Warm ash falls from the tops of buildings as the brightest light imaginable makes our pupils dilate to the size of a pen head. There is a heat that can only be described as that of a blazing furnace built for forging swords of old. This sounds like the opening paragraph of a book about the end of the world, but really it’s just me imagining what the end of the world might be like.
There is a lot of talk today about the end of the world. As our culture seems to deteriorate more and more we can’t help but wonder where all of this is going and how fast. The optimist in me immediately reminds myself that there have been many times that cultures have thought the world was ending, but it didn’t. Whether the end of the world is near or not, a question that we just don’t know the answer to, I think our response to the world today should be one of optimism.
It is easy to look around and feel like the sky is falling around us, but the Gospel today reminds us that, “The harvest is abundant but the laborers are few.”
Today in the Church we could look at the situation and get depressed about the slew of people leaving the Church but what is that going to get us? Instead, the Gospel reminded me today that I am one of the disciples. I am called to go out during this time where the harvest can be so abundant, but I need to go and till the soil. I think that is a call for all of us.
I am reminded of that iconic scene from the Lord of the Rings:
“Frodo: I can’t do this, Sam.
Sam: I know.
It’s all wrong
By rights, we shouldn’t even be here.
But we are.
It’s like in the great stories Mr. Frodo.
The ones that really mattered.
Full of darkness and danger they were,
and sometimes you didn’t want to know the end.
Because how could the end be happy.
How could the world go back to the way it was when so much bad happened.
But in the end, it’s only a passing thing, this shadow.
Even darkness must pass.
A new day will come.
And when the sun shines it will shine out the clearer.
Those were the stories that stayed with you.
That meant something.
Even if you were too small to understand why.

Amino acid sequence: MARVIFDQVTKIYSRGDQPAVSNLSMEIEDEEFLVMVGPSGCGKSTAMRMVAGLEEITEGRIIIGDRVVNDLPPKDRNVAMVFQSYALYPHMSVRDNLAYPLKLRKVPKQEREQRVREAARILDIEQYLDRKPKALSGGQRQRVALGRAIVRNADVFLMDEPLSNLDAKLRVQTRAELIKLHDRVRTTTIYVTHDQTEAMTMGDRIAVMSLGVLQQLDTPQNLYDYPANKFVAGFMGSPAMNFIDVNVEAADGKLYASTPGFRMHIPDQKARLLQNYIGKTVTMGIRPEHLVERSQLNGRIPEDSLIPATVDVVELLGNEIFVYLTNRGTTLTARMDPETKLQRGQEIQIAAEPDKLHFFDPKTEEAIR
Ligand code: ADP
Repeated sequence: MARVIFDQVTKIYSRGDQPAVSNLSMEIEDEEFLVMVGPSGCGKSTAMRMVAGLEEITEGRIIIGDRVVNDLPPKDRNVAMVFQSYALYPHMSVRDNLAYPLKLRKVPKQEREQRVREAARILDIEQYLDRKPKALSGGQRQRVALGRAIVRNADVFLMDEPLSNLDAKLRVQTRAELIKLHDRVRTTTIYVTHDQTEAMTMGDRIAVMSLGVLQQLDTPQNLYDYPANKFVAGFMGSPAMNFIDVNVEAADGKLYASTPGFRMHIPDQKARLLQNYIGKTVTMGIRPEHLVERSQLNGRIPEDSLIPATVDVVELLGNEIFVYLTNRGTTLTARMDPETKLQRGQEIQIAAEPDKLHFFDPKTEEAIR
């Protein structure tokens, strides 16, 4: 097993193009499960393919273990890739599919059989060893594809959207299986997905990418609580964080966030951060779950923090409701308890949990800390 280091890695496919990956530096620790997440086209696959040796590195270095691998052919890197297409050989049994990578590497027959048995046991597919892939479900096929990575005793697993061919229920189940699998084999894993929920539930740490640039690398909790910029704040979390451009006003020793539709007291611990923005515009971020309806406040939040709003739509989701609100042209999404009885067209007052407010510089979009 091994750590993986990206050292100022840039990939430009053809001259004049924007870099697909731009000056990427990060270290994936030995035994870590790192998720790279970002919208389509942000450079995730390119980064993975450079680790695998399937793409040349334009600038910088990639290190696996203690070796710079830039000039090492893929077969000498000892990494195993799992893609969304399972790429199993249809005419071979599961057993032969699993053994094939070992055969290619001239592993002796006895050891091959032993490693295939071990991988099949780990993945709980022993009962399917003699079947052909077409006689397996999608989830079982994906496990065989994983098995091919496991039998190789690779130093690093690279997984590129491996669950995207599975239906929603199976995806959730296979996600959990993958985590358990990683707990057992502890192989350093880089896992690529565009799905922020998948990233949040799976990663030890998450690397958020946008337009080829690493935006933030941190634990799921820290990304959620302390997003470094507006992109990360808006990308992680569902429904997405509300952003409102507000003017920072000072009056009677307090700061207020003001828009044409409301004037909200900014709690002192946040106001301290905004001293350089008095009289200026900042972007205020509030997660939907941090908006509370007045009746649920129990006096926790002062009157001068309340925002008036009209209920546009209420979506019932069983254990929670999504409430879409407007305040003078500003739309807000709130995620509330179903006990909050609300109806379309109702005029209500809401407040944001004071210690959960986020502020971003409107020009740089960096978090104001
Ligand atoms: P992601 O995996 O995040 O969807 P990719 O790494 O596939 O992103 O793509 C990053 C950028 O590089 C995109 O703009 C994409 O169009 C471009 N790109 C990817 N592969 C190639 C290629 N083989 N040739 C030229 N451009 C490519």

But I think, Mr. Frodo, I do understand.
I know now.
Folk in those stories had lots of chances of turning back only they didn’t.
Because they were holding on to something.
Frodo: What are we holding on to, Sam?
Sam: That there’s some good in this world, Mr. Frodo. And it’s worth fighting for.”
I don’t know about you but that scene gets me amped up. I get excited that every person I meet is another chance to share the love of Christ. I get excited that there are people out there who really want to know the truth and I can present it to them. I get pumped about learning new things about my neighbors and entering into their experience.
The point is that we are all called to be disciples and to till the soil. When we think about the daunting task ahead of us do we fall into despair and immediately think about the end of the world or do you think more like Sam? I pray that I can be a Sam. From all of us here at Diocesan, God Bless!
Tommy Shultz is a Solutions Evangelist for Diocesan. In that role, he is committed to coaching parishes and dioceses on authentic and effective Catholic communication. Tommy has a heart and a flair for inspiring people to live their faith every day. He has worked in various youth ministry, adult ministry, and diocesan roles. He has been a featured speaker at retreats and events across the country. His mission and drive have been especially inspired by St. John Paul II’s teachings. Tommy is blessed to be able to learn from the numerous parishes he visits and pass that experience on in his presentations. Contact him at firstname.lastname@example.org.